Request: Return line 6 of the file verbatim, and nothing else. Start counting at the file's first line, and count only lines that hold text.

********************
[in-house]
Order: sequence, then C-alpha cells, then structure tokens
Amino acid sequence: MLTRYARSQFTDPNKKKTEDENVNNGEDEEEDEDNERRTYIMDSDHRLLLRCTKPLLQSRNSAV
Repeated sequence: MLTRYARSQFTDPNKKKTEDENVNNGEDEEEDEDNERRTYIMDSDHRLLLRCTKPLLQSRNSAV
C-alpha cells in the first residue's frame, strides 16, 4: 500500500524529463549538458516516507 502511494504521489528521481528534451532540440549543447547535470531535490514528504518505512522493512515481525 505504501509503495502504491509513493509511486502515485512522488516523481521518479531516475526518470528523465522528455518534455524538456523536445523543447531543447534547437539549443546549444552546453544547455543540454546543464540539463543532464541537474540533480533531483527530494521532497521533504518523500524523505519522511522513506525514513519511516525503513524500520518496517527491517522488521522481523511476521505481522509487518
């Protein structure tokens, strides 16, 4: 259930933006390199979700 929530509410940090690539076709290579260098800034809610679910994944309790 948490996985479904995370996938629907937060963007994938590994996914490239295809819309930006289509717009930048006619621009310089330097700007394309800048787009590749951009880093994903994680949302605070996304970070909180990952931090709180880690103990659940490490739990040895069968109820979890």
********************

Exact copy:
């Protein structure tokens, strides 16, 4: 259930933006390199979700 929530509410940090690539076709290579260098800034809610679910994944309790 948490996985479904995370996938629907937060963007994938590994996914490239295809819309930006289509717009930048006619621009310089330097700007394309800048787009590749951009880093994903994680949302605070996304970070909180990952931090709180880690103990659940490490739990040895069968109820979890």